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It is very unlikely that both were fried at the same time while your other components remained untouched.

If I were in your situation I would borrow a known good graphics card from another machine and see if the issue still persists with it.
 

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Discussion Starter · #5 ·
Thats a pretty darn good idea... I wish I had access to one, I wouldve done it already. I think thats the ONLY thing I can do at this point, or maybe check my card(s) on a different machine, but I have neither (different pc or different card). So, there is no utility or anything that can check my cards to test them, sort of like when you test for artifacting on overclocking?
 

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Discussion Starter · #6 ·
Does anyone have any other suggestions I could try? Im thinking if it was a software problem, it should have gone away when I reinstalled windows, right? I even formatted the drive before installing... Man, I wish I could get this working, I REALLY want to play my games again :(
 

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As it is unlikely that both cards individually have the same problem at the same time (apart from a driver issue which I believe you have eliminated) the problem could well be your motherboard.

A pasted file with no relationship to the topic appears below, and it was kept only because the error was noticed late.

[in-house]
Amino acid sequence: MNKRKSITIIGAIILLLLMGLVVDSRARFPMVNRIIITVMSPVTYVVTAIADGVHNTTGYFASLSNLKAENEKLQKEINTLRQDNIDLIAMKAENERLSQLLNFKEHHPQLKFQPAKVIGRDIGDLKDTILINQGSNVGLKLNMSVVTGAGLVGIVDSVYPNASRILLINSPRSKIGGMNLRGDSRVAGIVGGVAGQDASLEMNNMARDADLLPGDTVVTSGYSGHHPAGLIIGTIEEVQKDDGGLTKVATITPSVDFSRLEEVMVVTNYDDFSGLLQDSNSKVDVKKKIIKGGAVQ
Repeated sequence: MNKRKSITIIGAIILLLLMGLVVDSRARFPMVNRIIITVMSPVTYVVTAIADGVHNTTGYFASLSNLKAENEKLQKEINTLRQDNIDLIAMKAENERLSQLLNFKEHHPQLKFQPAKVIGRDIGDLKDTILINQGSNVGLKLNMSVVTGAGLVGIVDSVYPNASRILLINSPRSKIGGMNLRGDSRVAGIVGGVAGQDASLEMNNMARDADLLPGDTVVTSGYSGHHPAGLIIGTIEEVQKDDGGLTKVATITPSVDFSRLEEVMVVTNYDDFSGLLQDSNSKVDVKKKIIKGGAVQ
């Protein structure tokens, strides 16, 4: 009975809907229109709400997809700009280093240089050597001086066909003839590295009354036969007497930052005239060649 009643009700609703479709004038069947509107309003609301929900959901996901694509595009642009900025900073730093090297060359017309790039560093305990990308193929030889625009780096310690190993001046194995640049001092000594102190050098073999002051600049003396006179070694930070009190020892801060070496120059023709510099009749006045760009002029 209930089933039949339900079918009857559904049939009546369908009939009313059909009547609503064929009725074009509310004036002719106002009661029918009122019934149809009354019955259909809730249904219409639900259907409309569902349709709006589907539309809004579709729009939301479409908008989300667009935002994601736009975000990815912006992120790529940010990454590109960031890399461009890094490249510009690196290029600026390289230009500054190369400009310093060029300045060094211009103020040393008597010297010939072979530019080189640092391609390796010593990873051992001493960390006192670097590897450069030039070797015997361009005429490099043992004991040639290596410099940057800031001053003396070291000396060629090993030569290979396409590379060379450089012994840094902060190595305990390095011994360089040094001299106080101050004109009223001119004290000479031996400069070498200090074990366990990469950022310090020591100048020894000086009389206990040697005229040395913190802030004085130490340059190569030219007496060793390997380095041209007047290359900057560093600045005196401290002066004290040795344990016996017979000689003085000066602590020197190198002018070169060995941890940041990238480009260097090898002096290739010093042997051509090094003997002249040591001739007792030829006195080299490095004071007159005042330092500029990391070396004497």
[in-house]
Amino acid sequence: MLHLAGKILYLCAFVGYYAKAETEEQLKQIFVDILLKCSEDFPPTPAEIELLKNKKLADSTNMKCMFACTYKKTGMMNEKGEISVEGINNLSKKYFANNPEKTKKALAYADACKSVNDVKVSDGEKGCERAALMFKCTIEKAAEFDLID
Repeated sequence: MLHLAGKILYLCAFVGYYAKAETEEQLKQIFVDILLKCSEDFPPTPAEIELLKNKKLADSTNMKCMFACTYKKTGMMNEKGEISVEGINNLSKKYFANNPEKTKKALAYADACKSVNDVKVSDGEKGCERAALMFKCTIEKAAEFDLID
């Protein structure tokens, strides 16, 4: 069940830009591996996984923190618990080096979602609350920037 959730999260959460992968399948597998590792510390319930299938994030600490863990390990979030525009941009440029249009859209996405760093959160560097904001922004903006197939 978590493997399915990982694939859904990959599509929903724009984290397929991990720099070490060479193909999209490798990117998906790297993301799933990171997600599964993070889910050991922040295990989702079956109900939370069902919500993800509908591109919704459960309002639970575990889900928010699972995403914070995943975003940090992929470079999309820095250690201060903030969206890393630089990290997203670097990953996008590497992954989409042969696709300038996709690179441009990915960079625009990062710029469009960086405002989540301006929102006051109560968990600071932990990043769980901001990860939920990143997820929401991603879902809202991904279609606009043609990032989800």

If you can't find a known good test card anywhere (any modern desktop graphics card will do - even an ATI one as it's the same interface) then I suggest you go into a computer repair shop. I believe having them locate the exact issue with their spare parts would be cheaper than you replacing parts until you replace the one that is the cause.

If you still wish to DIY, then what I would do is buy one new graphics card.
 

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Discussion Starter · #8 ·
Thank you, that was a very thorough explanation. I was actually wondering the other day myself if I could just take the graphics cards down and have them tested at a shop. I would like to be able to repair it on my own, as I can't fit any extra repair bills into my budget presently. But, I guess if it comes down to it, Its something Ill have to take care of. The weirdest thing about it is how the problem still persists even through a windows reinstall. Im still running the generic drivers though, Im going to try and download the latest drivers and see what happens. Just to makle sure, off a clean install, when installing the first set of vid drivers, I can just run them and install them over the generic ones, correct? Or do I have to uninstall the generic drivers, safe mode and driver sweeper, then restart and install new drivers. Thanks again for all your help, rev.